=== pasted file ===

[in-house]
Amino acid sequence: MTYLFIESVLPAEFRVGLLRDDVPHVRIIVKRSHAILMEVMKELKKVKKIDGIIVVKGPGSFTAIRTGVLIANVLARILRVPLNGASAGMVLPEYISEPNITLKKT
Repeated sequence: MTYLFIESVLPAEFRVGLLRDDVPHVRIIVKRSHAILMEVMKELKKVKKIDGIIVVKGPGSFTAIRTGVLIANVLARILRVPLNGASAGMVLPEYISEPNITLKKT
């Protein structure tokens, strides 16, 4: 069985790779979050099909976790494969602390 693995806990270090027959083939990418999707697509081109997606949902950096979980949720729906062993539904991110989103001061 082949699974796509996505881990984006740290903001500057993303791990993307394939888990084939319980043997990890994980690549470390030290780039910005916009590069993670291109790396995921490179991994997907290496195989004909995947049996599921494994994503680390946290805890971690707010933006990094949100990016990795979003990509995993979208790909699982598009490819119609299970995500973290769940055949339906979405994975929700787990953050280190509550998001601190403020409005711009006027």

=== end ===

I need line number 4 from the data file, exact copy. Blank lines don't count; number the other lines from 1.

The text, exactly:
């Protein structure tokens, strides 16, 4: 069985790779979050099909976790494969602390 693995806990270090027959083939990418999707697509081109997606949902950096979980949720729906062993539904991110989103001061 082949699974796509996505881990984006740290903001500057993303791990993307394939888990084939319980043997990890994980690549470390030290780039910005916009590069993670291109790396995921490179991994997907290496195989004909995947049996599921494994994503680390946290805890971690707010933006990094949100990016990795979003990509995993979208790909699982598009490819119609299970995500973290769940055949339906979405994975929700787990953050280190509550998001601190403020409005711009006027």